Tuesday, 12 June 2018

The Pyramid at the End of the World

Chapter The 90th, features some meddling monks, and the U.N. and some I.T.

Along with Bill and Nardole, the Doctor - who's hiding that he was blinded a few stories back - is summoned by the UN secretary General to help investigate a pyramid that's appeared from nowhere in a global hotspot border area where US, Russian and Chinese troops are massed. The pyramid is really a disguised spaceship that contains alien invaders who appear as corpse monks. The Monks have been running a computer simulation of everything that can possibly happen on Earth and have arrived when a disaster is just about to befall the planet. The Doctor was part of this simulation, and managed to get a message out to his real self, but his real self hasn't done much to prepare seemingly (he's been too busy practising his mournful guitar work, perhaps).

Anyway, the Monks will help avert the disaster, at the cost of enslaving everyone, but only if Earth opts in with full consent (the monks were GDPR compliant a year early!) The Doctor works out that a mistake in an experimental lab is where the end of the world will start, and all the massed armies stuff is just a diversion. He goes to the lab with Nardole, leaving Bill with the Monks. The end of the world is averted; but, because of an unfortunate sequence of events, the Doctor ends up stuck in a room unable to open its combination lock as he can't see, with an explosion imminent. To save him, Bill gives consent to the Monks who restore his sight. He escapes from the room just in time, but now the world's going to be enslaved. To be continued....

Late on a weekday from the series 10 blu-ray, with beer, on my own (I'd add "natch", but I didn't even ask any of the family whether they wanted to see this one; maybe there'll be an upswing in their interest after a bit of a gap, who knows?!). Watching it, the story already felt like one from a bygone era (albeit a good one), and it's only a year old. It reminded me a little of watching The Smugglers a few weeks back - the ongoing tapestry of Doctor Who has barely gained more than a couple of stitches representing this team (be it One, Ben and Polly or Twelve, Bill and Nardole) and any moment now it's going to be "all change". Still, it was good while it lasted, and it was nice to be reminded of it again (even though you'd think it would be fresh in my memory).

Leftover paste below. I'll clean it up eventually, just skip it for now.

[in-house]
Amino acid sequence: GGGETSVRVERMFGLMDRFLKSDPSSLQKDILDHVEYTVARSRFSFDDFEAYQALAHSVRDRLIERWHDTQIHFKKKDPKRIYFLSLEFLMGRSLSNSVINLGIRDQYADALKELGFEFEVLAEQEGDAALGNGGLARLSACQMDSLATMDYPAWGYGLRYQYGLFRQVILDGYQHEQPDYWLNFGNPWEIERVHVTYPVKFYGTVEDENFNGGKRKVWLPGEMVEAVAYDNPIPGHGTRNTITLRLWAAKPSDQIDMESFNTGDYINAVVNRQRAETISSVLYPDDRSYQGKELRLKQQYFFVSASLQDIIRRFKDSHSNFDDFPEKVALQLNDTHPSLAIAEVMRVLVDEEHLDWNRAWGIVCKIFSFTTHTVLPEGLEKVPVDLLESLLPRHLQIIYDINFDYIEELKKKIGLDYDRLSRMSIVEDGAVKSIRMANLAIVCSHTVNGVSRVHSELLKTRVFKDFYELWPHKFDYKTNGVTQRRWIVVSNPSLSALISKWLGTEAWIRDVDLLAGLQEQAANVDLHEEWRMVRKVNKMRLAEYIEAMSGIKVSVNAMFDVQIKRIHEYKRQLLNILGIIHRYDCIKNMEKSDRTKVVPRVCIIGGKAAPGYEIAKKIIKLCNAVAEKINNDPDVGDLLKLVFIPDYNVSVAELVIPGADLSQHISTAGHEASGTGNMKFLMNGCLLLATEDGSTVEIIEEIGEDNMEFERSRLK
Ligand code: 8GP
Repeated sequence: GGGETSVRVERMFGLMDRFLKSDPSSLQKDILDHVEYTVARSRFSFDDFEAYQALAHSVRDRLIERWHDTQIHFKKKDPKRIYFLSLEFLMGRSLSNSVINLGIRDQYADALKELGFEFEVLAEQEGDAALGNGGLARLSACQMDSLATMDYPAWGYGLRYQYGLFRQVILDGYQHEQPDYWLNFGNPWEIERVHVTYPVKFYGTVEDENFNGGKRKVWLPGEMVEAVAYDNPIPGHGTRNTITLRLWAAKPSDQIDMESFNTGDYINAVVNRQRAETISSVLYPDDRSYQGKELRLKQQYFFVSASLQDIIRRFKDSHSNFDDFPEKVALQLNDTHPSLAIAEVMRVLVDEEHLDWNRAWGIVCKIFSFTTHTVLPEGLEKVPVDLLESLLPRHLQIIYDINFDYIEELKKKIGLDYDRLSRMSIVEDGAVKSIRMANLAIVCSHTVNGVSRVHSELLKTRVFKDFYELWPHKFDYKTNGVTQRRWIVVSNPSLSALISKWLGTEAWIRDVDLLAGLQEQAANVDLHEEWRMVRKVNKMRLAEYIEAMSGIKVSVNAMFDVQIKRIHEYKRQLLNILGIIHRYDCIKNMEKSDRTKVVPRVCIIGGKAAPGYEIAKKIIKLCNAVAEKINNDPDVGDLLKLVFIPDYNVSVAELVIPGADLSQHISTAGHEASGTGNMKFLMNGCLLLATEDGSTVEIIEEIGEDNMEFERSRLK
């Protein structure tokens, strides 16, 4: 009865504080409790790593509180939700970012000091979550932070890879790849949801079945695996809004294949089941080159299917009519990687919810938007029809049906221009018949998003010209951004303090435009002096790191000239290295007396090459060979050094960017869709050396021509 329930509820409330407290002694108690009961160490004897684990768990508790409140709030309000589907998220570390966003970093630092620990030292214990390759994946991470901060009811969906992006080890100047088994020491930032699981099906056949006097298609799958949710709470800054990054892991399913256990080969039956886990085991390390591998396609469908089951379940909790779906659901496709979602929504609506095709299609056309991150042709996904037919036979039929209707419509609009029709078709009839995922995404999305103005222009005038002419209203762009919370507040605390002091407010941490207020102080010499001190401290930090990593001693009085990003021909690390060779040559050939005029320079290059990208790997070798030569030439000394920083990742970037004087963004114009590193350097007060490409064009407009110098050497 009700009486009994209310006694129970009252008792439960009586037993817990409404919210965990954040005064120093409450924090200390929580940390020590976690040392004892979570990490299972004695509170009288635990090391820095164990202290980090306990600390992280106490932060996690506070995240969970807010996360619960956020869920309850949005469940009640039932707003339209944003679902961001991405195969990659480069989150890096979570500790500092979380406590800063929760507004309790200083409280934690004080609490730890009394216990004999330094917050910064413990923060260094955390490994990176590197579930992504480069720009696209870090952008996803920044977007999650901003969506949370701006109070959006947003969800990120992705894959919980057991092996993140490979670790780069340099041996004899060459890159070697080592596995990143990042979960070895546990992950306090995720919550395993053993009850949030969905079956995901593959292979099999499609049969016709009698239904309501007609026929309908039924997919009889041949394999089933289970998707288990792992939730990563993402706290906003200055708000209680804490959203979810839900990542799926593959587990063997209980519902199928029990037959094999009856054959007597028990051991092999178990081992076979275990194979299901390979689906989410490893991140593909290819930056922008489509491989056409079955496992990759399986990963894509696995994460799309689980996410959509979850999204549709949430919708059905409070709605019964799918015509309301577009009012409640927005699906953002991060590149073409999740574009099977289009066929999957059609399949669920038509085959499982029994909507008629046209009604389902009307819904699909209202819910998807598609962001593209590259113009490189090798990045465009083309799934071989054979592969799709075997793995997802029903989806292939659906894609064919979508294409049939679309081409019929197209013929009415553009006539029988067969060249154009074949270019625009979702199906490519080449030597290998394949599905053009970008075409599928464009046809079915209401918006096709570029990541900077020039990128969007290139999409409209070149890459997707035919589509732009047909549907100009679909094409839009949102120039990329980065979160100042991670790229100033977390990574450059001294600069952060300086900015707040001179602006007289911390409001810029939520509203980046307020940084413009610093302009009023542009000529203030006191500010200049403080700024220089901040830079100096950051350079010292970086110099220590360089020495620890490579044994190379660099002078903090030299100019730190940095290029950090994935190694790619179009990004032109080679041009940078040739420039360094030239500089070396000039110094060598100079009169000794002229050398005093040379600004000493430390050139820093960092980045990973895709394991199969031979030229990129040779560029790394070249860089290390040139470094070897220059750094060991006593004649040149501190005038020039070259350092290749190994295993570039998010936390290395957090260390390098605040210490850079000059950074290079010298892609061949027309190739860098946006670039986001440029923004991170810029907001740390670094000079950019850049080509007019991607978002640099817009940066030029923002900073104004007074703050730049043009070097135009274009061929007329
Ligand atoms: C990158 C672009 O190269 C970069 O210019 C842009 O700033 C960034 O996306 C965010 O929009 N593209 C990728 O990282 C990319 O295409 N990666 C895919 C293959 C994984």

First-time round:
You'd think it would be fresh in my memory, but no - a year later, and it's a blank. Only with a little digging into my online history of last year am I able to ascertain that around the time of broadcast I was blogging The Time Monster (oh, the pain!) and was also bored of the ongoing - and seemingly endless - campaigning leading up to the general election to take place a few weeks later. Likely, I watched the episode time-shifted on the evening of its BBC1 broadcast and showed the kids the following day, and likely I saw a news programme sometime in that period too, and no doubt Theresa May was on it, and she likely said "strong and stable" at least once. Strange days indeed.

There's a thread that runs throughout the first two-thirds of this story where the audience are being shown the ominous build up of chance occurrences which will lead to an as yet unknown disaster. This structure seemed oddly familiar, but I couldn't put my finger on from where at first. Towards the mid-point, though, it hit me. All the little coincidences of broken glasses and broken bottles and where they're leading is no deep art film symbolism about a cosmic joke, they're instead a run-through of another Saturday night series' staple plot: it's not causality, it's Casualty. The long-running BBC series focuses, like this Who story, on ordinary characters away from the main action of the regulars, who step-by-step are leading themselves to the point where they'll need a Doctor. This structure was once satirically skewered (a No-Prize for anyone who can tell me where) as "Look at these mint imperials scattered on the floor. Oh that's dangerous. I wonder if someone will slip on them in the next 49 minutes!" Once I was aware of this, it did detract and distract a little, which is a shame, as the performances by Tony Gardner and Rachel Denning were particularly good.

What also took the edge off the enjoyment, was the knowledge of how royally this story is going to screw up the following one. The Monks are presented as just too powerful for their defeat after 45 minutes of The Lie of the Land to ever feel satisfactory, and that latter story would be massively improved by being a one-off rather than part of a trilogy, and having its (different) alien menace already in situ at its start, exerting control. But Pyramid was screwed up in its turn by Extremis, its preceding story: for example, if the Monks can simulate every aspect of our planet in such detail, including the Doctor's impact on events and the fact that he's blind (they knew that enough to simulate it last week), then why isn't the last twist part of their plan all along (and it's definitely not - the doomsday clocks start running backward and the Monks act surprised when the Doctor saves the day, then act suddenly suitably smug again when Bill clues them in that they have some leverage after all).